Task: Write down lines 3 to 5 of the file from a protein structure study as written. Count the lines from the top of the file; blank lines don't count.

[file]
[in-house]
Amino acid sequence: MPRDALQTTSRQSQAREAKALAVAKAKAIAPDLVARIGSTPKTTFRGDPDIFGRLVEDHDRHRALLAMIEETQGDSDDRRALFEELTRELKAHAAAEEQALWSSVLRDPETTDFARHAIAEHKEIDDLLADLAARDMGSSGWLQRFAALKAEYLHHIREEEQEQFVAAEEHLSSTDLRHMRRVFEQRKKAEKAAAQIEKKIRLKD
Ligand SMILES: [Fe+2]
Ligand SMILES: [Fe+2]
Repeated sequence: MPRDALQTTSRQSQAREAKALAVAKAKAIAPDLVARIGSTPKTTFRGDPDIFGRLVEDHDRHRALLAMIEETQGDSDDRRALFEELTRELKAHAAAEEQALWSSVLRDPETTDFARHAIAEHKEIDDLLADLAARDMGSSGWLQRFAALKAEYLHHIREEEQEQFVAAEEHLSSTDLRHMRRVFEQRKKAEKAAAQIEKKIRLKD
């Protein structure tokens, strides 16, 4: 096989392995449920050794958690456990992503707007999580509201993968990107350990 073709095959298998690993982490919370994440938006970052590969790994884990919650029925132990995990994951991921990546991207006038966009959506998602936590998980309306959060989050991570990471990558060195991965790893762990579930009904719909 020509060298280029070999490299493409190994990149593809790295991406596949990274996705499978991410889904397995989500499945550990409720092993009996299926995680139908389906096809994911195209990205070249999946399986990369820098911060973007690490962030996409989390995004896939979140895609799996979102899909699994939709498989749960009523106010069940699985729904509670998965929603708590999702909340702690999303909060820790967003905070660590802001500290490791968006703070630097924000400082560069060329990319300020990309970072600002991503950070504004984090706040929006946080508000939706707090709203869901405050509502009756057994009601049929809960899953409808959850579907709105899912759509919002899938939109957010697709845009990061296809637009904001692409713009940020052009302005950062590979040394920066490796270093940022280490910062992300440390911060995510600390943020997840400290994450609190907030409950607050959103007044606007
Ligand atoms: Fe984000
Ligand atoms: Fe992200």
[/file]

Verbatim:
Ligand SMILES: [Fe+2]
Ligand SMILES: [Fe+2]
Repeated sequence: MPRDALQTTSRQSQAREAKALAVAKAKAIAPDLVARIGSTPKTTFRGDPDIFGRLVEDHDRHRALLAMIEETQGDSDDRRALFEELTRELKAHAAAEEQALWSSVLRDPETTDFARHAIAEHKEIDDLLADLAARDMGSSGWLQRFAALKAEYLHHIREEEQEQFVAAEEHLSSTDLRHMRRVFEQRKKAEKAAAQIEKKIRLKD